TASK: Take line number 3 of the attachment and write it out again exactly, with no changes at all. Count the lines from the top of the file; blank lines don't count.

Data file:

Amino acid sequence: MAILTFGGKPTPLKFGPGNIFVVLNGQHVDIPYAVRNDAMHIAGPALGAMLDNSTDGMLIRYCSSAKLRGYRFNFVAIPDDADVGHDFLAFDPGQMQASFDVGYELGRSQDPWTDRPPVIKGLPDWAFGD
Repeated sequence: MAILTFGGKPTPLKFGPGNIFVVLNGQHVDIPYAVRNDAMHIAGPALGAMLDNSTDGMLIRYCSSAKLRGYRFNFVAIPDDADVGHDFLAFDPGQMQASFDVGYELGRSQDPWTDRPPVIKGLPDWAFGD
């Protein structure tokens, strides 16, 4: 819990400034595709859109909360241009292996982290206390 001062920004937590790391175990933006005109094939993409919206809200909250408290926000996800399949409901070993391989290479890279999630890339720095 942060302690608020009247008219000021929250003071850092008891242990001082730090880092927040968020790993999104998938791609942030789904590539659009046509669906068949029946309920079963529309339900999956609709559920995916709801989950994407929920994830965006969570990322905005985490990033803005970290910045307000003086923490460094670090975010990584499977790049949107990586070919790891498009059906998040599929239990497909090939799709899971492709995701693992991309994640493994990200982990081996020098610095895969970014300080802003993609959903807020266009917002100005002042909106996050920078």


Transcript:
């Protein structure tokens, strides 16, 4: 819990400034595709859109909360241009292996982290206390 001062920004937590790391175990933006005109094939993409919206809200909250408290926000996800399949409901070993391989290479890279999630890339720095 942060302690608020009247008219000021929250003071850092008891242990001082730090880092927040968020790993999104998938791609942030789904590539659009046509669906068949029946309920079963529309339900999956609709559920995916709801989950994407929920994830965006969570990322905005985490990033803005970290910045307000003086923490460094670090975010990584499977790049949107990586070919790891498009059906998040599929239990497909090939799709899971492709995701693992991309994640493994990200982990081996020098610095895969970014300080802003993609959903807020266009917002100005002042909106996050920078």